As a contractor, when you’ve completed your work, you would like to get paid. However, sometimes, this doesn’t happen in a timely manner because the person you contracted with informs you that they are having problems getting paid themselves and you won’t get paid until they do. They could have a legitimate reason (in some instances and depending on your contract) for not paying you — it is a called a “pay if paid” clause.
What is a “Pay if Paid” Clause?
It’s a clause that allows an upper tier contractor to transfer risk of nonpayment by its customer to lower-tier subcontractors and vendors. The clause makes it a condition precedent that the upper tier contractor receives payment before making payments to lower tiers. An example of this type of clause in a contract can be as follows: “It is specifically understood and agreed that payment is dependent, as a condition precedent, upon the construction manager receiving contract payments, including retainage, from the owner.”
This means that because the owner has not paid the person who hired you (the contractor), your final expenses for the job aren’t going to get paid until the owner coughs up the rest of the cash.
What is a “Pay when Paid” Clause?
It’ a timing clause, allowing upper tier contractor’s to postpone when it pays lower tier contractors and vendors. In theory, to allow time for upper tiers to bill and receive payment from its customer first.
Isn’t This Against The Law?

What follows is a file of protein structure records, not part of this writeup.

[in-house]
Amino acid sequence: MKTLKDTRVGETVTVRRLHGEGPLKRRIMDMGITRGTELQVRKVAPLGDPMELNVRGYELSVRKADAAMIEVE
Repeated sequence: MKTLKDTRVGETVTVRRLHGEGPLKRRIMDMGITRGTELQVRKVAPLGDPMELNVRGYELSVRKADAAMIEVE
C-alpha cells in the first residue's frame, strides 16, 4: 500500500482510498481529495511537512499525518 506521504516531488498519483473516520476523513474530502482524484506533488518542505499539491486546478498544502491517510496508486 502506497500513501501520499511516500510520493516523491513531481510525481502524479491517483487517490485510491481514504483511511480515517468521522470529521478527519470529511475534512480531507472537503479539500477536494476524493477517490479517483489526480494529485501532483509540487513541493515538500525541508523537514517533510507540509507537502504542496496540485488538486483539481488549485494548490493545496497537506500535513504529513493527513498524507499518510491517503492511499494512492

There is good news. New York’s highest court has held that “Pay if Paid” clauses are not enforceable, because they violate New York Lien Law and are deemed to be against public policy. Only New York and California have voided the “Pay if Paid” provisions and their legislature understands that the clause is against public policy. All other states do not.
What Do You Do?
The best thing to do when writing contracts for jobs is to absolutely know your contract inside and out. If there are owners higher up the chain than those who are hiring you, it is pretty much guaranteed that your final payment could be delayed for some time thanks to the “Pay when Paid” clause. Having an attorney prepare and /or review your contract can help alleviate some of these problems and help you get paid based on your schedule instead of your client’s.
Negotiate. Limit your exposure to loss. Things such as having a payment schedule due every 2 weeks opposed to monthly, getting paid faster by limiting the number of days required for upper tier to pay lower tier (to 10 days opposed to 30, for example) or reduce retainage held.
Don’t Wait Until It Is Too Late
Too often, contractors wait until the cash stops flowing to take a new look at their contract. Consulting a lawyer at this point is helpful, but it does not necessarily mean that you will be getting paid anytime soon. In fact, if the clause is in place, you may be bound and just have to wait it out.